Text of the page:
Your Doctor Takes Your Blood Pressure All Wrong

In All Health Watch, Featured Article, Heart and Cardiovascular by INH Research0 Comments

When was the last time your health care provider had you sit quietly for 12 minutes before taking your blood pressure?

Probably never.

And that means your readings may be falsely high.

Following the correct procedure when taking blood pressure readings is more important than ever. That’s because a few years ago new guidelines came out on when to treat hypertension.

The rules say that anything higher than 130/80 should be treated. The previous threshold was 140/90.[1]

So if you get a falsely high reading, you could end up getting treatment you don’t need.

Dr. Paul Whelton is a heart specialist as the Tulane University School of Public Health. He says that few doctors take the time to take blood pressure readings the right way.

He likens it to a pilot skipping his safety check before takeoff. “We would be shocked if a pilot told us he was in a rush and just didn’t have the time to do it,” Dr. Whelton said.[2]

A Canadian study confirms that 20% of patients who’ve been diagnosed with high blood pressure actually don’t have it.

6 Steps to an Accurate Blood Pressure Reading

The lower guidelines mean that nearly half of American adults are now classified as having hypertension. Among people over 65, the figure jumps to 80%.[3]

You want to make sure you are not put on drugs you don’t need because your health care provider has rushed you through the blood pressure test.

Here’s a simple checklist to help ensure an accurate reading:[4]

  • Do: Empty your bladder before your blood pressure is taken.
  • Do: Sit in a chair, feet flat on the ground, legs uncrossed, with your back supported and without talking. Sit quietly for at least five minutes and preferably 12 minutes before you get your blood pressure measured.
  • Do: Roll up your sleeve so the blood pressure cuff rests on bare skin, not clothing.
  • Don’t: Exercise, consume caffeine, or smoke within 30 minutes of your test.
  • Don’t: Sit or lie on the exam table. Dr. Whelton says that can result in a falsely low reading.
  • Don’t: Let your arm dangle or rest in your lap during the reading. It should be supported on a surface such as a desk or chair arm.

If your pressure reads high, make sure that your provider takes a reading in the other arm to confirm it.

Get the Right Reading at Home

If you use a home monitor, be sure to check its accuracy. Recent research published in the American Journal of Hypertension found that 70% of home monitors provided inaccurate readings.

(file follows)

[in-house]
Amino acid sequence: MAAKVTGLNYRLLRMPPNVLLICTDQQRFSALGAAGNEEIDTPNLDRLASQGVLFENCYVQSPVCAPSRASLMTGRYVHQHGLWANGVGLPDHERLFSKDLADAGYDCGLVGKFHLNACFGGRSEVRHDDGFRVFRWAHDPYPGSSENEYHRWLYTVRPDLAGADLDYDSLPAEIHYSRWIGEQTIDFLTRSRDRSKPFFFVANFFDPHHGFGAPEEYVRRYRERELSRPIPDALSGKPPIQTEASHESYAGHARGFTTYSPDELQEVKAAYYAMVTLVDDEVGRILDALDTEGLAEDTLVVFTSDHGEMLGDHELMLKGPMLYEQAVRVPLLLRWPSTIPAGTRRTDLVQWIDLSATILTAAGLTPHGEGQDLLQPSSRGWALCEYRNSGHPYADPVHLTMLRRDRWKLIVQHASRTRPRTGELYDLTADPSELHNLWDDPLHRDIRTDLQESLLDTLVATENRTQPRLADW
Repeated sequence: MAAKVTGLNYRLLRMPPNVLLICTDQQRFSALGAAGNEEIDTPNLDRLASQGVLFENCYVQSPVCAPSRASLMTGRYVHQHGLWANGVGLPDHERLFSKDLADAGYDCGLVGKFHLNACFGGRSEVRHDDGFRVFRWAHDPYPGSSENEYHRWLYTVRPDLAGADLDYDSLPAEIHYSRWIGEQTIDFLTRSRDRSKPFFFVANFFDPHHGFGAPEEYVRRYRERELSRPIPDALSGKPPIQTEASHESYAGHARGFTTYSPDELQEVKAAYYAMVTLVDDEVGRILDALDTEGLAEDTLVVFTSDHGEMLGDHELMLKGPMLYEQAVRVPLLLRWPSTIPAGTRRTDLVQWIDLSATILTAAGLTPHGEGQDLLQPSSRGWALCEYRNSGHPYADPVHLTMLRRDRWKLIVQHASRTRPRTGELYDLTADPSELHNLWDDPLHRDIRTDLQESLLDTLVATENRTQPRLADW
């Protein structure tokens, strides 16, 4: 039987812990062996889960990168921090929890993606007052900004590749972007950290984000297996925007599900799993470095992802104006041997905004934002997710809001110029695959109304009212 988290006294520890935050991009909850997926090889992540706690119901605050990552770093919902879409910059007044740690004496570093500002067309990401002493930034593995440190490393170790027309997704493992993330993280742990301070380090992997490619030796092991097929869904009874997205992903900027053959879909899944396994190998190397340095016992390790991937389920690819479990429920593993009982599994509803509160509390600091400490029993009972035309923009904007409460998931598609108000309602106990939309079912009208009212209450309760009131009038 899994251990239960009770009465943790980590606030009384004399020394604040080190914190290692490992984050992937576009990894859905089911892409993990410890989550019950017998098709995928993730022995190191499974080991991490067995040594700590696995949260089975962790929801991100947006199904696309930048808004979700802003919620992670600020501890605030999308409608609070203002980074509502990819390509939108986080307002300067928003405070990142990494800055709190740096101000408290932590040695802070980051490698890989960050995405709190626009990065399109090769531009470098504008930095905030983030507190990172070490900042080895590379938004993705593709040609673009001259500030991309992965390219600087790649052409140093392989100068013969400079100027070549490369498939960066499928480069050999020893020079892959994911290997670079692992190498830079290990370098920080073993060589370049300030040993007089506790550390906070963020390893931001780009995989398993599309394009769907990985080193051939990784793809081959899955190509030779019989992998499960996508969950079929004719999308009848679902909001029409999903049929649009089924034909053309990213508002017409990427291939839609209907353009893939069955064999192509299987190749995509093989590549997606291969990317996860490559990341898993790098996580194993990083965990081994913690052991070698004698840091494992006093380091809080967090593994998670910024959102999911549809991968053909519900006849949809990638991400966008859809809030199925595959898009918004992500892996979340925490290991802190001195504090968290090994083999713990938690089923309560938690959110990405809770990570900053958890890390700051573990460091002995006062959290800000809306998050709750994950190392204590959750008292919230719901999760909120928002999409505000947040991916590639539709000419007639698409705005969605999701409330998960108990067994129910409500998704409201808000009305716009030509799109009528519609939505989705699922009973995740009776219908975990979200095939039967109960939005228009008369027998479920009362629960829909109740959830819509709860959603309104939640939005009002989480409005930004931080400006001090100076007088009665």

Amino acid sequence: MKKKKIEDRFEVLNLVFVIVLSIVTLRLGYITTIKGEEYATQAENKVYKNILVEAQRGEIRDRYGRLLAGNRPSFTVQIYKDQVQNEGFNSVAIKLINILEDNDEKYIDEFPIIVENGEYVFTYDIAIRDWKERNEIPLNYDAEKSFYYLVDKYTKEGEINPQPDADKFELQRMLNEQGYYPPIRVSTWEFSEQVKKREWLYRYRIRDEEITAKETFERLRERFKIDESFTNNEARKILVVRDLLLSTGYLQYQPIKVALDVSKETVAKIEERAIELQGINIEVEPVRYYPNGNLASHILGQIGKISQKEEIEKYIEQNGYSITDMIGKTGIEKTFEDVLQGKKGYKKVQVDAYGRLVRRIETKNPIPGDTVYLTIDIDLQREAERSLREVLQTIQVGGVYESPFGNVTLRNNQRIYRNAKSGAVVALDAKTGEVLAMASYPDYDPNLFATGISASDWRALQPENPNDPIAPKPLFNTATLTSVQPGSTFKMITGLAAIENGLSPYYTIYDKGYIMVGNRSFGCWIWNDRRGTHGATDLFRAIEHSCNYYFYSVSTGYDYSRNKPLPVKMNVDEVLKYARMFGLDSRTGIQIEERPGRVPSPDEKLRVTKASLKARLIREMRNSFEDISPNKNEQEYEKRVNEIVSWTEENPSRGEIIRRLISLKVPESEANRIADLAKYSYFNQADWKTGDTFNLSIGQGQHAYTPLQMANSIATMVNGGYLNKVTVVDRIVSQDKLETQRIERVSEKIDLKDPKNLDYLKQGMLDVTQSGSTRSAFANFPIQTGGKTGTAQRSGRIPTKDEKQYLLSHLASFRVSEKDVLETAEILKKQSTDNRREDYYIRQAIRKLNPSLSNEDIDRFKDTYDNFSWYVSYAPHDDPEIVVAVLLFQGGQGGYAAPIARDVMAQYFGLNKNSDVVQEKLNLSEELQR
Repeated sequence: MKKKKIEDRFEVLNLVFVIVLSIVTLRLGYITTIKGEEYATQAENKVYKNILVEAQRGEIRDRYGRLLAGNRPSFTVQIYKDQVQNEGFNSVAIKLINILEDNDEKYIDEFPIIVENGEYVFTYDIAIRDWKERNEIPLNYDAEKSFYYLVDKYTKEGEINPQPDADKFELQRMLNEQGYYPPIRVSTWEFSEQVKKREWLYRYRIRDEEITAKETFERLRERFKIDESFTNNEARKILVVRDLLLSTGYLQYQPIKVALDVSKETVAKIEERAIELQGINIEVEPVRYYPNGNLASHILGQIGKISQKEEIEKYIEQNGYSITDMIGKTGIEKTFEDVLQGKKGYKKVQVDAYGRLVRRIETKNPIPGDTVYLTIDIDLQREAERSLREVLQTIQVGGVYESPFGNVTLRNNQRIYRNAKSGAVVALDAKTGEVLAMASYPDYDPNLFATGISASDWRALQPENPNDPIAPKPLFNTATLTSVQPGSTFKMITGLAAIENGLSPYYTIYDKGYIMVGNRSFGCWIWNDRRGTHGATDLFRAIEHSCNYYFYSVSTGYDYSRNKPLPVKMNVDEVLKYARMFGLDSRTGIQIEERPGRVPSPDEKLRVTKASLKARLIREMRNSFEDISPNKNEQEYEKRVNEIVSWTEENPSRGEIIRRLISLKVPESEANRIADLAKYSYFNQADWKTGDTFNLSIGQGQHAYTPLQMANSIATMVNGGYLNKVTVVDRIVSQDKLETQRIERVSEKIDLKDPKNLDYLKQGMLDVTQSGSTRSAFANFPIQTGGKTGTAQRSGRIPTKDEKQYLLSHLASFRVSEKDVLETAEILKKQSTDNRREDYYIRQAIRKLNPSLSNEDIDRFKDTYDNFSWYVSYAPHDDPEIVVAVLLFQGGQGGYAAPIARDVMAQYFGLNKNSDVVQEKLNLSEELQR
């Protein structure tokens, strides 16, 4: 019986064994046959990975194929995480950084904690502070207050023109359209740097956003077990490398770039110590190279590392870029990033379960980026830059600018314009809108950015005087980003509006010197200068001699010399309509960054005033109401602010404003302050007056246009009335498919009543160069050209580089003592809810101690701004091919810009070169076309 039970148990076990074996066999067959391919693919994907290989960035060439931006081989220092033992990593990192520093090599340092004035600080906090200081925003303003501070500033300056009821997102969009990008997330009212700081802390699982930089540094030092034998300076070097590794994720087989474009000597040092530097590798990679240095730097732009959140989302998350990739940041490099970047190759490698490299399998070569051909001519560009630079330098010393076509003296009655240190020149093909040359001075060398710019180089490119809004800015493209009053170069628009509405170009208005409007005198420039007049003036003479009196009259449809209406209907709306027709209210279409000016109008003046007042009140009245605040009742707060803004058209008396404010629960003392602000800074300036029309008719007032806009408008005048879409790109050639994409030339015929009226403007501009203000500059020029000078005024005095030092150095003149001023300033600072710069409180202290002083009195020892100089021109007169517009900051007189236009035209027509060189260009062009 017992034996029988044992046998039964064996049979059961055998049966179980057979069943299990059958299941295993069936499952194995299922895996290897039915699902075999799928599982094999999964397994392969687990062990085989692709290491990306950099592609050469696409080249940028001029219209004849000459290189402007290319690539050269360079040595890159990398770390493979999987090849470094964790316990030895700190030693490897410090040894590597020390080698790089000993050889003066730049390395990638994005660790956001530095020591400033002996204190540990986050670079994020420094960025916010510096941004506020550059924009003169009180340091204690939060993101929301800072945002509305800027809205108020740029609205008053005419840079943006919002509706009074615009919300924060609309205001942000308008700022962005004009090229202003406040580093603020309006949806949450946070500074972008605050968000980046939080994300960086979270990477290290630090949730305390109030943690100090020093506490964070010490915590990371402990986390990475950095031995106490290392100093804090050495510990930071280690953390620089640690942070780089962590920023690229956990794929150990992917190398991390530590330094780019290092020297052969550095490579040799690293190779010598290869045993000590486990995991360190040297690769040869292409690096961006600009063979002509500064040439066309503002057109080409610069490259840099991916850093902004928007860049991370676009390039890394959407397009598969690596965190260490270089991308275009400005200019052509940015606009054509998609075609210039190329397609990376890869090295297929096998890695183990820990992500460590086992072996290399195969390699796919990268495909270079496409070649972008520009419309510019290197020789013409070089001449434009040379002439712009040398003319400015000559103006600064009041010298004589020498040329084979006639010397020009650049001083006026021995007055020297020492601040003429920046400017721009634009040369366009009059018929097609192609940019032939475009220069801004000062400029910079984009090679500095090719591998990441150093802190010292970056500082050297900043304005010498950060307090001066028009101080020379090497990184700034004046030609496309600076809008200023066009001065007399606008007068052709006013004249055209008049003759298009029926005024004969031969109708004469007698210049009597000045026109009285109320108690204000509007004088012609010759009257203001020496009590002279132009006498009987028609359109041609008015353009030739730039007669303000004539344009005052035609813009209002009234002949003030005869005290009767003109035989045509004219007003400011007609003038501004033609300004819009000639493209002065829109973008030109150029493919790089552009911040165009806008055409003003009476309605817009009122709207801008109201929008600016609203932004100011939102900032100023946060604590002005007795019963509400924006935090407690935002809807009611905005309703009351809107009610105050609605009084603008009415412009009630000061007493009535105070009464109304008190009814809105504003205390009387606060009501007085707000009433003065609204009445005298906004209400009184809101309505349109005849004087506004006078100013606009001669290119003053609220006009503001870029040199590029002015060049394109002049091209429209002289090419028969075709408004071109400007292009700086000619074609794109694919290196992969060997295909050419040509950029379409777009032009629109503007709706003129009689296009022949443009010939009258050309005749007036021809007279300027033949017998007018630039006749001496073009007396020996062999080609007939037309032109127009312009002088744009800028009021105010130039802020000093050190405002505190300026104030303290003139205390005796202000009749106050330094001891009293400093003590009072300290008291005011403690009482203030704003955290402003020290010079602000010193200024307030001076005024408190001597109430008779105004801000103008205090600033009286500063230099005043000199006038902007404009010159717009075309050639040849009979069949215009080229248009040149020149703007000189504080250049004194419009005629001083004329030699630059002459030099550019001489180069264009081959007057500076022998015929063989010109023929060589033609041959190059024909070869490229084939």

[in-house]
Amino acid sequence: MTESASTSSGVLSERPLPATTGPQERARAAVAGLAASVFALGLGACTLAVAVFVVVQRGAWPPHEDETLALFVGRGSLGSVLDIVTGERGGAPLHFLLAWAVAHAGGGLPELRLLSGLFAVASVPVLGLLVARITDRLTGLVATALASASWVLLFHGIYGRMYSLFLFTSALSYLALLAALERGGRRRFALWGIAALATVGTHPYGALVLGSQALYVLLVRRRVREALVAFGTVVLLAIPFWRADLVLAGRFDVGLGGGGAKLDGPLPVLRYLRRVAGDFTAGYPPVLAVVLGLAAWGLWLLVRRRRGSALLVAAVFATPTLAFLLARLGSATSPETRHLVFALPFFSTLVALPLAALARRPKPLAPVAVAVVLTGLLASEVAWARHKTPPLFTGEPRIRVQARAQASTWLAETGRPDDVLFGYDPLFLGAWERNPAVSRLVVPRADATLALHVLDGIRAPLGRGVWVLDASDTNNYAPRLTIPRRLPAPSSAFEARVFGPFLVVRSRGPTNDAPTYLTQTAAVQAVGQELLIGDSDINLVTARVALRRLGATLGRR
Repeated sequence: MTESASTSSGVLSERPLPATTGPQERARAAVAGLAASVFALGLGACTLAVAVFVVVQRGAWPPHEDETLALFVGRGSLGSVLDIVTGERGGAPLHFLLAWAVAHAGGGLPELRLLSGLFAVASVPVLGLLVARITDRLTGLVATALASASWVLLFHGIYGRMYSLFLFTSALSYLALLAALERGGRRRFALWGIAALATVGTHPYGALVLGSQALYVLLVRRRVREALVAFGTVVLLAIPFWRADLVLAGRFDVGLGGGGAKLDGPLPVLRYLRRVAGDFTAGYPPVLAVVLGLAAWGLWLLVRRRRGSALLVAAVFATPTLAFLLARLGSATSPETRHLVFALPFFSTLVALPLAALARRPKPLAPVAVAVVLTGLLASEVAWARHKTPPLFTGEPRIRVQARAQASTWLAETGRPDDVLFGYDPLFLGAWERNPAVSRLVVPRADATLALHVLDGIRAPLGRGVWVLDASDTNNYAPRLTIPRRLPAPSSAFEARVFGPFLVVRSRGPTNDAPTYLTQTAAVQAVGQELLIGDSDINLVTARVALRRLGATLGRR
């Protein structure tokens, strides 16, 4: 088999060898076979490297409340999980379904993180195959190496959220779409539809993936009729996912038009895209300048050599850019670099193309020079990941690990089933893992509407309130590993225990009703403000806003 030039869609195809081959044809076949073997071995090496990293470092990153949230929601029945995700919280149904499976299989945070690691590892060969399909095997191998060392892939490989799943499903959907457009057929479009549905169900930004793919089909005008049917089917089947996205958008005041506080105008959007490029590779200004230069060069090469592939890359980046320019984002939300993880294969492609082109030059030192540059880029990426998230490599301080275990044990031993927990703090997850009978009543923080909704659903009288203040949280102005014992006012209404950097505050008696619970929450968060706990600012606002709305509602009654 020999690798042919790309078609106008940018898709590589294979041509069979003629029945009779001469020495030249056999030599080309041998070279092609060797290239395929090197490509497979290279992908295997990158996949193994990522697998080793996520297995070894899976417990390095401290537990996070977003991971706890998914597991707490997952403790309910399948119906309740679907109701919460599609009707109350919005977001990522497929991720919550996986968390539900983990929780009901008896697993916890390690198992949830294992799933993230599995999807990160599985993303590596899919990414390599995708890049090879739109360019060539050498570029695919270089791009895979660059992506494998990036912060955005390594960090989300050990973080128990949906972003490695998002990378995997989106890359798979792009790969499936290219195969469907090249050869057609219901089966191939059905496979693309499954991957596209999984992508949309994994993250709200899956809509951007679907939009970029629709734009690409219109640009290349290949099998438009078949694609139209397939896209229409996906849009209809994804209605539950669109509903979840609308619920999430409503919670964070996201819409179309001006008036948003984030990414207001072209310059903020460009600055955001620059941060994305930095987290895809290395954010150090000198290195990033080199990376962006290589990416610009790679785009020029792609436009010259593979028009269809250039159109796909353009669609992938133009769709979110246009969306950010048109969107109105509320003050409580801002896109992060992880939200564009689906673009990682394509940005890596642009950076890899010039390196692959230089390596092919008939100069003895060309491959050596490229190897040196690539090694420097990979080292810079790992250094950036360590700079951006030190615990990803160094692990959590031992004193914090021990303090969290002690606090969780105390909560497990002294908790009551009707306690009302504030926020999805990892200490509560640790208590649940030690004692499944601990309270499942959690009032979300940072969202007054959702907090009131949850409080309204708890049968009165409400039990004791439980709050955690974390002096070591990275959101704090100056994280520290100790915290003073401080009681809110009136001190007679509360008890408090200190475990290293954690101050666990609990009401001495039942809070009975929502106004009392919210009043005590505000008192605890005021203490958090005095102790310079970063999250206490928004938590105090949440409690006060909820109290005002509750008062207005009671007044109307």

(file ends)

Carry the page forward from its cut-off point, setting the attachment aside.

Some invalid readings are due to poor equipment. Others are caused by user error.

To get accurate readings:

  • Test your monitor. Take your monitor to your next doctor’s appointment. After they take your blood pressure with their professional equipment, take a reading with your monitor. The numbers should be within five points of each other.
  • Don’t use a wrist monitor. They are less accurate than models that use an arm cuff.
  • Take three readings. The average of the three will be more accurate than a single reading.
  • Follow the 12-minute rule. This lowers your heart rate and provides a more accurate reading.[5]

Consumer Reports tested dozens of monitors. It rated the Omron Platinum number one for accuracy, convenience, and comfort. It is widely available online and at big box retailers for about $72.

Editor’s Note: Research shows the standard heart disease treatments—stents and statin drugs—don’t prevent heart attacks. Discover what does by reading our monthly journal Independent Healing. It’s your best source for reliable, unbiased health information. Go HERE.

 

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[1] https://www.nytimes.com/2017/11/13/health/blood-pressure-treatment-guidelines.html

[2] https://www.npr.org/sections/health-shots/2017/11/20/564832694/odds-are-theyre-taking-your-blood-pressure-all-wrong

[3] https://www.institutefornaturalhealing.com/2017/11/lower-blood-pressure-can-lead-dementia/

[4] https://newsroom.heart.org/news/high-blood-pressure-redefined-for-first-time-in-14-years-130-is-the-new-high

[5] https://www.medscape.com/viewarticle/854500

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